After the approval of Splendour’s Yelgun site I chose to remain more or less out of the debate until the first festival was done.
I was genuinely hoping that it would not be as bad as we feared. It was worse. A whole lot worse.
From reports of the people renting our house the noise made it impossible for them to sleep for the duration of the festival.
The lake along Hardy Ave turned black and the fish disappeared, that happened during the earthworks and after rain. During the festival the delicate peat soil was eroded and exposed.
There were drunk teenagers loose and screaming inside the nature reserve at night.
There were countless complaints from festival goers about the unsanitary conditions, the lack of drinking water, the boggy camping areas.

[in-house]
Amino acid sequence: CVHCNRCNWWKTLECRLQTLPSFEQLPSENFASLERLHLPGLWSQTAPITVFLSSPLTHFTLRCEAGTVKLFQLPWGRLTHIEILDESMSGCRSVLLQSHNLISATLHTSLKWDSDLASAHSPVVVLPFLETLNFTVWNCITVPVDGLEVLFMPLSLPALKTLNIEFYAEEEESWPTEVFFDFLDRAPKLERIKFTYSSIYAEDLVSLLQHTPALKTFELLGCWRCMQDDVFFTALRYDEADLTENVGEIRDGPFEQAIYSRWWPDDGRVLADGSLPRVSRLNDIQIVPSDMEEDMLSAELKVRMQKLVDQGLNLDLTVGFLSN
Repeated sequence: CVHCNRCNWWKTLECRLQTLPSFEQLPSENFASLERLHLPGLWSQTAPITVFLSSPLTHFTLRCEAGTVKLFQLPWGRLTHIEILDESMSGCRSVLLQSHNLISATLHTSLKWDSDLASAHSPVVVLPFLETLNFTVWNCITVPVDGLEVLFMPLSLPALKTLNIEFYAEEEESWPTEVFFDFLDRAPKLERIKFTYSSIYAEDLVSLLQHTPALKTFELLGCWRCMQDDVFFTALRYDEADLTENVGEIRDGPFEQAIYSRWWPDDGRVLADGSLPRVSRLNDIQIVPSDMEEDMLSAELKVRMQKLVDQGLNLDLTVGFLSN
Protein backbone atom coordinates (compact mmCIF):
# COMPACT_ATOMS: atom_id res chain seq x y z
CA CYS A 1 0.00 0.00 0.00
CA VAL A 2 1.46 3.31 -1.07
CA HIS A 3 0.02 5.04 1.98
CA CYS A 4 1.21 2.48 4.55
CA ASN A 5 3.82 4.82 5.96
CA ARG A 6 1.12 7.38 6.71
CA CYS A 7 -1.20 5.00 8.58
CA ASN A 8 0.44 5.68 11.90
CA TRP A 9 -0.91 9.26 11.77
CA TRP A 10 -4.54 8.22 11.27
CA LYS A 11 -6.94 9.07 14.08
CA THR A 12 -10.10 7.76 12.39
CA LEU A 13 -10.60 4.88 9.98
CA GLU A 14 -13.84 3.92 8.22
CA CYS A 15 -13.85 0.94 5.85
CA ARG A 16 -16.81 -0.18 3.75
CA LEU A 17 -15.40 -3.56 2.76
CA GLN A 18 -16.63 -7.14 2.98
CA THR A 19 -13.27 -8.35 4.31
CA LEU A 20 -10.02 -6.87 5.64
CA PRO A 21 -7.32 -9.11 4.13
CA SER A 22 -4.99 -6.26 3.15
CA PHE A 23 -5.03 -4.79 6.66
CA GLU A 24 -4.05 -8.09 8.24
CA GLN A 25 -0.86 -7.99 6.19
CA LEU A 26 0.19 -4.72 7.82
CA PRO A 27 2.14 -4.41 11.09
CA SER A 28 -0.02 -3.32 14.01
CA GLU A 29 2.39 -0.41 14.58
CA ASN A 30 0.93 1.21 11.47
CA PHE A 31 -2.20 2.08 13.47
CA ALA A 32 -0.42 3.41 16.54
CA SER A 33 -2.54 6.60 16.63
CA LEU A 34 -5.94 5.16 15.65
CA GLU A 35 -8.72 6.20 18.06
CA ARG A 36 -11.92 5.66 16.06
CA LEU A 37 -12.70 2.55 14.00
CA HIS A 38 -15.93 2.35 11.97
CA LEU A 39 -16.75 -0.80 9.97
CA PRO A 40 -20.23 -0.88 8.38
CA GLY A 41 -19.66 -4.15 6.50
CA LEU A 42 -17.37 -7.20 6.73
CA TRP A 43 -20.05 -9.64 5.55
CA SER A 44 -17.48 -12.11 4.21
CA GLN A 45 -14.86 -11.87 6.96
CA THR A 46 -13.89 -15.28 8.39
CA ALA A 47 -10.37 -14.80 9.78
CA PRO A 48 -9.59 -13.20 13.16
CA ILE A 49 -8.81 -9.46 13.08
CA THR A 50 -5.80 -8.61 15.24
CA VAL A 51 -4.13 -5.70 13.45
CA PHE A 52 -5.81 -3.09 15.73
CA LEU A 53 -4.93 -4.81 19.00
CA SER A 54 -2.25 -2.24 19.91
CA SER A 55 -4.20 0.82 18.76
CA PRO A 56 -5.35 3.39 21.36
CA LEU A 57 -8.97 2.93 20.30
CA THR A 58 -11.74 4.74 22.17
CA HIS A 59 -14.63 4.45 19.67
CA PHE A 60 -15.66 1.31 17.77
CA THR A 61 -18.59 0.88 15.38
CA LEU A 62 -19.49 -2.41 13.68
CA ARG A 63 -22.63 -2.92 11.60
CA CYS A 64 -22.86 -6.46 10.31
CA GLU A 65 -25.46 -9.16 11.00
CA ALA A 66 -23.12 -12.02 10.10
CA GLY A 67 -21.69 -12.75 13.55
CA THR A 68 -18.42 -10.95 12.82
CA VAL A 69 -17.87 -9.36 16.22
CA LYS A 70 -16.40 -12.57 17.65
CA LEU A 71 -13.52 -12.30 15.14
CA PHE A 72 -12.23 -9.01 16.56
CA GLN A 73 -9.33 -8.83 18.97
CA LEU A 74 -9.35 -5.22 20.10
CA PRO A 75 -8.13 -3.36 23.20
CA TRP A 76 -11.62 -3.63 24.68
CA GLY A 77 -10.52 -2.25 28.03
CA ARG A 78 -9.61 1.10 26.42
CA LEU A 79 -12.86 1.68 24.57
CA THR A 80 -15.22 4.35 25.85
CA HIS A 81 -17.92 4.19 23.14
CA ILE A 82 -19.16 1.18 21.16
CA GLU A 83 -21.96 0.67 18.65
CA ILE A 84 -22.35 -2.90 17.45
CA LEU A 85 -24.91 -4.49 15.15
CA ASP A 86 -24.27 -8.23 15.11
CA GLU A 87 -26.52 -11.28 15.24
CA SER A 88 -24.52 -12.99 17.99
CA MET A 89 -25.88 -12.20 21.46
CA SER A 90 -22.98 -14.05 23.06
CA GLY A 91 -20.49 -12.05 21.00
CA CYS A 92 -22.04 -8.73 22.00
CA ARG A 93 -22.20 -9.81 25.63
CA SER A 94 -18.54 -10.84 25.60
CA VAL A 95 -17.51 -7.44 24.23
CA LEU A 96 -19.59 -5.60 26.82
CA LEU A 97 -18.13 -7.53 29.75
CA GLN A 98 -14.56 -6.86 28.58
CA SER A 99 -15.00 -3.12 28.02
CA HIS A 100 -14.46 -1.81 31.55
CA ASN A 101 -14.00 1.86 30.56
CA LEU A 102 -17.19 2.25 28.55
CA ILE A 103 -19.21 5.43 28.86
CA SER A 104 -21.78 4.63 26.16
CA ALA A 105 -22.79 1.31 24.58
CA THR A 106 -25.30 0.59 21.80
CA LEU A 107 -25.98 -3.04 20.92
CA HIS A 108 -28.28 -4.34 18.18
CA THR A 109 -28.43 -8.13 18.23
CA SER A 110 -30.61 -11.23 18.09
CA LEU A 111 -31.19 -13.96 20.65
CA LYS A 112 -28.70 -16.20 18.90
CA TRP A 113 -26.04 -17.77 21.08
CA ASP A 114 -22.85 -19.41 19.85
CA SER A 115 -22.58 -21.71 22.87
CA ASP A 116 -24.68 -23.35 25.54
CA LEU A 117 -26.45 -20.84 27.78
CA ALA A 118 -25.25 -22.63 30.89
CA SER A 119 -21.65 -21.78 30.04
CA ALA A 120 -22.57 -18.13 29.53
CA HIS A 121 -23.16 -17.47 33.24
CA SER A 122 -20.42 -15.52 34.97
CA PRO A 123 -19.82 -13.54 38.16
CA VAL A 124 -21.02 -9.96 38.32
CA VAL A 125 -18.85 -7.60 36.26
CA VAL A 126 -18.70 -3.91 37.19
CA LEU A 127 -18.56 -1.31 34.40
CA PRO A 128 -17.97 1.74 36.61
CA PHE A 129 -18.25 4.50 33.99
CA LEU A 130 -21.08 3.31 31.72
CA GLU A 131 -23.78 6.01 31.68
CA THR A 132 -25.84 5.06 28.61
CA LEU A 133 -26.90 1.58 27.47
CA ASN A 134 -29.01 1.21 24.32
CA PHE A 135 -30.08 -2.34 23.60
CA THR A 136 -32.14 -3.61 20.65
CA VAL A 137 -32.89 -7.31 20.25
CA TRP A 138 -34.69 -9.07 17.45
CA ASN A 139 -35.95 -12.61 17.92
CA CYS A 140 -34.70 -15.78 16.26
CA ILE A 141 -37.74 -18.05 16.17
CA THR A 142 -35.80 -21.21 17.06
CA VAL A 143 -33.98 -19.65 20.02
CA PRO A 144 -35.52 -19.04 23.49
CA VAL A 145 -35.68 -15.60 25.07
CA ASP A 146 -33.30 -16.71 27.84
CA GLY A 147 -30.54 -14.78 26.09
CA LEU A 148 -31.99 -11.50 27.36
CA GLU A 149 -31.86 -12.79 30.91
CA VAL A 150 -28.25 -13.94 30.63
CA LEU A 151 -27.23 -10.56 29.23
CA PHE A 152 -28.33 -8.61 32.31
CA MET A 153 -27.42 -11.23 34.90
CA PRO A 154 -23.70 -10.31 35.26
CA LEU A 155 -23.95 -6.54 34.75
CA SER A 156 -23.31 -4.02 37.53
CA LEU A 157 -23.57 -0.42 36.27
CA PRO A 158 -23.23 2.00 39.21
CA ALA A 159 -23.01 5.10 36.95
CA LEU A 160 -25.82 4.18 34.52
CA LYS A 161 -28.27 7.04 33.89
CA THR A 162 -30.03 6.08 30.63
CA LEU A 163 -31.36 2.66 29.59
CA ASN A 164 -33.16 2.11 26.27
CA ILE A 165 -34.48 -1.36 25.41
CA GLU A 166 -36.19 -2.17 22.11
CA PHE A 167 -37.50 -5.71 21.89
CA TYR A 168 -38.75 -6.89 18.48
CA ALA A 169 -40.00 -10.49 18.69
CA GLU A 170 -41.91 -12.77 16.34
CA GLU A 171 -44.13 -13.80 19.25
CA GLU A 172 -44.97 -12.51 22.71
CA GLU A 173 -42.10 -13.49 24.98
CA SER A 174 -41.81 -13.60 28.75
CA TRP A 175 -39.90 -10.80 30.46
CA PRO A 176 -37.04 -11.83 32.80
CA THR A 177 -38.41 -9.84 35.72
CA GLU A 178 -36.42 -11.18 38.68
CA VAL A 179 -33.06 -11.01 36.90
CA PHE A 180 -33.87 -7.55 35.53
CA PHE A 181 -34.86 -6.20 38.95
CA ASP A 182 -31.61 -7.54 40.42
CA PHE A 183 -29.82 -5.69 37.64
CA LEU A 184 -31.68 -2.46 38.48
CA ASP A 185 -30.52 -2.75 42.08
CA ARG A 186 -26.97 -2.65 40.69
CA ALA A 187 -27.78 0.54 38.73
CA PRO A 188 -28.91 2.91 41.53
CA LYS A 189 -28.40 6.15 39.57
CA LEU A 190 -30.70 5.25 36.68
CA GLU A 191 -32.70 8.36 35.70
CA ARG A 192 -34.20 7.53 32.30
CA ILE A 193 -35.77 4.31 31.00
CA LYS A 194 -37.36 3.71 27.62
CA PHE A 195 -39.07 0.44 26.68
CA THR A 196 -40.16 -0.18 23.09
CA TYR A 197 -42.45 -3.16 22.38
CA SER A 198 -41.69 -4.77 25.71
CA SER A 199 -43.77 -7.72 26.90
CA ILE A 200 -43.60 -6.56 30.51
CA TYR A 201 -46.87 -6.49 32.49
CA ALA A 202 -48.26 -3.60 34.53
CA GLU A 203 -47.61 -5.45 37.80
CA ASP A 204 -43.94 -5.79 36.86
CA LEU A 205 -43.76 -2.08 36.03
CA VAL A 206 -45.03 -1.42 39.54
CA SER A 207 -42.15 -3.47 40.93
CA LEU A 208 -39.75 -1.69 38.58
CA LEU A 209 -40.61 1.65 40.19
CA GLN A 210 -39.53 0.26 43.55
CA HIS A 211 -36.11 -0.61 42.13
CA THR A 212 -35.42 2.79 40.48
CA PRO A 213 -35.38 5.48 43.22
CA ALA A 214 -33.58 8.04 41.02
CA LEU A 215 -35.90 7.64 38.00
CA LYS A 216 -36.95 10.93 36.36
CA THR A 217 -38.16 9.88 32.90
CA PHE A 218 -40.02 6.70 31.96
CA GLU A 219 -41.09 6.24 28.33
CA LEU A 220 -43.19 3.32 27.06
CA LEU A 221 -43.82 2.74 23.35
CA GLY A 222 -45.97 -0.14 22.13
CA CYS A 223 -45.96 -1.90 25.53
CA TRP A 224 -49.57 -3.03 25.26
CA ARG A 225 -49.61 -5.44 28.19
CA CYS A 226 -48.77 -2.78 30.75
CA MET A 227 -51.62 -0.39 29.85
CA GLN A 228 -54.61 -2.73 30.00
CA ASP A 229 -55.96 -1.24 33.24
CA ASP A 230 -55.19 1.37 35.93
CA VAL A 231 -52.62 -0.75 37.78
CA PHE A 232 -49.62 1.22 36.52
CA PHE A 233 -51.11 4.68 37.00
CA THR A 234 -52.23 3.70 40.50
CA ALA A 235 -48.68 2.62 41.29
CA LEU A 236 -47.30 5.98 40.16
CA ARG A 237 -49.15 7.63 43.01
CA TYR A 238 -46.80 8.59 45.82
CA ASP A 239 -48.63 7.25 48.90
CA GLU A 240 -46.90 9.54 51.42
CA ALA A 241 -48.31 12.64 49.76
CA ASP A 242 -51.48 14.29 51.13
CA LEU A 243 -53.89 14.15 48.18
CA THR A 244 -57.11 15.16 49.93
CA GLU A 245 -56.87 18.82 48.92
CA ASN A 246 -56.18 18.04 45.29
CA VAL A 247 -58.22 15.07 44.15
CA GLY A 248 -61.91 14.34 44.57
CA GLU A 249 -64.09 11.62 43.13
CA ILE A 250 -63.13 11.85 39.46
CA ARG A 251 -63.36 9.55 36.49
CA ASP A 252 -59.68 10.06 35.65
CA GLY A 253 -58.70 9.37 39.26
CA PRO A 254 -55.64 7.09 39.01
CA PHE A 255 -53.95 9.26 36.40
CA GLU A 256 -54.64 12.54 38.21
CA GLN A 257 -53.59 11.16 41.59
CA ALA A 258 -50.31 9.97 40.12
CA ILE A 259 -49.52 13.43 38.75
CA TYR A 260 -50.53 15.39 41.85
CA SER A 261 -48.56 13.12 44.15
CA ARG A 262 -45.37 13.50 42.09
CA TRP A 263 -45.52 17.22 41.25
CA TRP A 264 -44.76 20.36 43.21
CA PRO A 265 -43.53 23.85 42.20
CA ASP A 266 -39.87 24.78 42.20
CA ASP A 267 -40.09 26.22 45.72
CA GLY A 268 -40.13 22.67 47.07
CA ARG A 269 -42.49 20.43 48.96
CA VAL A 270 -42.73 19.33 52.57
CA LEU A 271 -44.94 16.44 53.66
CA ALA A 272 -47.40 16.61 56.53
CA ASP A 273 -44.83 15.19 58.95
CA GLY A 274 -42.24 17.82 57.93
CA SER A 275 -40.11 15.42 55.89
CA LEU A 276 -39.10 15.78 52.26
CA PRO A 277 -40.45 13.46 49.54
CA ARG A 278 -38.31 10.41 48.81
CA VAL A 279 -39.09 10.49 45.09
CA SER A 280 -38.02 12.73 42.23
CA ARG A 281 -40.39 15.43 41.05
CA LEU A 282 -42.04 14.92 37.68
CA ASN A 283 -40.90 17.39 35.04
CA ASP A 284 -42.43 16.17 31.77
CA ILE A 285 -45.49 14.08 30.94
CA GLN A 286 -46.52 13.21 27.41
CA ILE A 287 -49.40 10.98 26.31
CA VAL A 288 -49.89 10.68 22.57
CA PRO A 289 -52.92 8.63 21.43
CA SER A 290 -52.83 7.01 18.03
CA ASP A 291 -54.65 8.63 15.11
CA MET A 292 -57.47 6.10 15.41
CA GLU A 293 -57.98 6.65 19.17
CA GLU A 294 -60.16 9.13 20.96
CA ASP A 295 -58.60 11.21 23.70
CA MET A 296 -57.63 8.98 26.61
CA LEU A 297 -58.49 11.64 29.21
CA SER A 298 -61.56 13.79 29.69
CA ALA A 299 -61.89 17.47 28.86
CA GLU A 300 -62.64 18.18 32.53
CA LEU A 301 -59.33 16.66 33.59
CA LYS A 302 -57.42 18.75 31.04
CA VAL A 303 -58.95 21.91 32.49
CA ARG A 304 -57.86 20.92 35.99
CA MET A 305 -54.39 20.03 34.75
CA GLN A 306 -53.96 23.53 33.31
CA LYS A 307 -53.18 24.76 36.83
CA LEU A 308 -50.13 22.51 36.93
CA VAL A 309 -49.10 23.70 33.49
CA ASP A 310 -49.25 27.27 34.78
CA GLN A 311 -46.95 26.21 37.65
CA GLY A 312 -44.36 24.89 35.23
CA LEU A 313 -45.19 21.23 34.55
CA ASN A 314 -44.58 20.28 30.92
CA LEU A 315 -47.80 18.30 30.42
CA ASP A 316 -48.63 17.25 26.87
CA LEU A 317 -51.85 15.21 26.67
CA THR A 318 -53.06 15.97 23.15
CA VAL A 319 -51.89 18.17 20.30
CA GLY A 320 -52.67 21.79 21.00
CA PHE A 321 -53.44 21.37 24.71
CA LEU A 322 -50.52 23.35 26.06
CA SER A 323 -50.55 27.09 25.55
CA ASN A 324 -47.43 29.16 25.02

Complaints that were removed from the Splendour website as fast as they went up. There have been complaints from people trying to drive their kids to school having to negotiate drug addled festival goers hitching and milling along the road.
I was contacted by an irate Byron Bay businessman who said that he had his worst takings ever for the week while Splendour was happening. It benefited only the beer pushers and the majority out of town stall owners.
Everything that we voiced would happen, happened. Only if it had rained it could have been a complete environmental disaster to boot.
And where is the critical voice of The Echo? Bought by advertising it would seem. And of the mayor? Bought by his political ambition of ‘representing’ the young it would seem.
This is what happens when you remain ‘open’ to the plans of big business. You get well and truly screwed. Every time.
Mac Nicolson, North Ocean Shores
Mandy Nolan’s front page story in the Echo last week canvassed many of the issues which concerned residents and festival-goers including the mayor’s criticisms. – Ed.